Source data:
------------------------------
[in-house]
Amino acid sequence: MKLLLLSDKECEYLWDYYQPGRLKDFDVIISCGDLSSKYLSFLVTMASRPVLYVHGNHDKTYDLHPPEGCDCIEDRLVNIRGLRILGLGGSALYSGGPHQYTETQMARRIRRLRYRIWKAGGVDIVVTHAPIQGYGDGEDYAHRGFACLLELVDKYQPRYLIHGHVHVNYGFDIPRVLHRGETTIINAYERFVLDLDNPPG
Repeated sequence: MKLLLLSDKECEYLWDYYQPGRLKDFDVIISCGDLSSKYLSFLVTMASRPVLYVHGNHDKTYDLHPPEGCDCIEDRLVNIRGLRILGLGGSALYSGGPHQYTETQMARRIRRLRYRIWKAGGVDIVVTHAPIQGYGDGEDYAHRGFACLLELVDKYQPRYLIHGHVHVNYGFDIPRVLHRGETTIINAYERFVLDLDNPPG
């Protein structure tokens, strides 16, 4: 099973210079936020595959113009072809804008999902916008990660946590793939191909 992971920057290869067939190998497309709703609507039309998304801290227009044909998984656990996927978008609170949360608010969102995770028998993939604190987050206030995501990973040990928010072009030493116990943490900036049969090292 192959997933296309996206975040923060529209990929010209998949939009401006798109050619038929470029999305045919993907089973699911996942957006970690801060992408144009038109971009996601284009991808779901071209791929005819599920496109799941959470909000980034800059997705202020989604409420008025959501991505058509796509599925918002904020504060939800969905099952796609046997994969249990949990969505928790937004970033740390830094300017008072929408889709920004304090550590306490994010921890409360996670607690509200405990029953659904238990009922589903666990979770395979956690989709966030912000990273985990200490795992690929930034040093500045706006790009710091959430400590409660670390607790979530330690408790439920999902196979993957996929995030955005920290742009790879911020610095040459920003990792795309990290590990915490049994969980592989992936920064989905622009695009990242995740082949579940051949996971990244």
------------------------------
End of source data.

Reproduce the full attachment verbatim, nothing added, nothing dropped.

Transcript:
[in-house]
Amino acid sequence: MKLLLLSDKECEYLWDYYQPGRLKDFDVIISCGDLSSKYLSFLVTMASRPVLYVHGNHDKTYDLHPPEGCDCIEDRLVNIRGLRILGLGGSALYSGGPHQYTETQMARRIRRLRYRIWKAGGVDIVVTHAPIQGYGDGEDYAHRGFACLLELVDKYQPRYLIHGHVHVNYGFDIPRVLHRGETTIINAYERFVLDLDNPPG
Repeated sequence: MKLLLLSDKECEYLWDYYQPGRLKDFDVIISCGDLSSKYLSFLVTMASRPVLYVHGNHDKTYDLHPPEGCDCIEDRLVNIRGLRILGLGGSALYSGGPHQYTETQMARRIRRLRYRIWKAGGVDIVVTHAPIQGYGDGEDYAHRGFACLLELVDKYQPRYLIHGHVHVNYGFDIPRVLHRGETTIINAYERFVLDLDNPPG
């Protein structure tokens, strides 16, 4: 099973210079936020595959113009072809804008999902916008990660946590793939191909 992971920057290869067939190998497309709703609507039309998304801290227009044909998984656990996927978008609170949360608010969102995770028998993939604190987050206030995501990973040990928010072009030493116990943490900036049969090292 192959997933296309996206975040923060529209990929010209998949939009401006798109050619038929470029999305045919993907089973699911996942957006970690801060992408144009038109971009996601284009991808779901071209791929005819599920496109799941959470909000980034800059997705202020989604409420008025959501991505058509796509599925918002904020504060939800969905099952796609046997994969249990949990969505928790937004970033740390830094300017008072929408889709920004304090550590306490994010921890409360996670607690509200405990029953659904238990009922589903666990979770395979956690989709966030912000990273985990200490795992690929930034040093500045706006790009710091959430400590409660670390607790979530330690408790439920999902196979993957996929995030955005920290742009790879911020610095040459920003990792795309990290590990915490049994969980592989992936920064989905622009695009990242995740082949579940051949996971990244």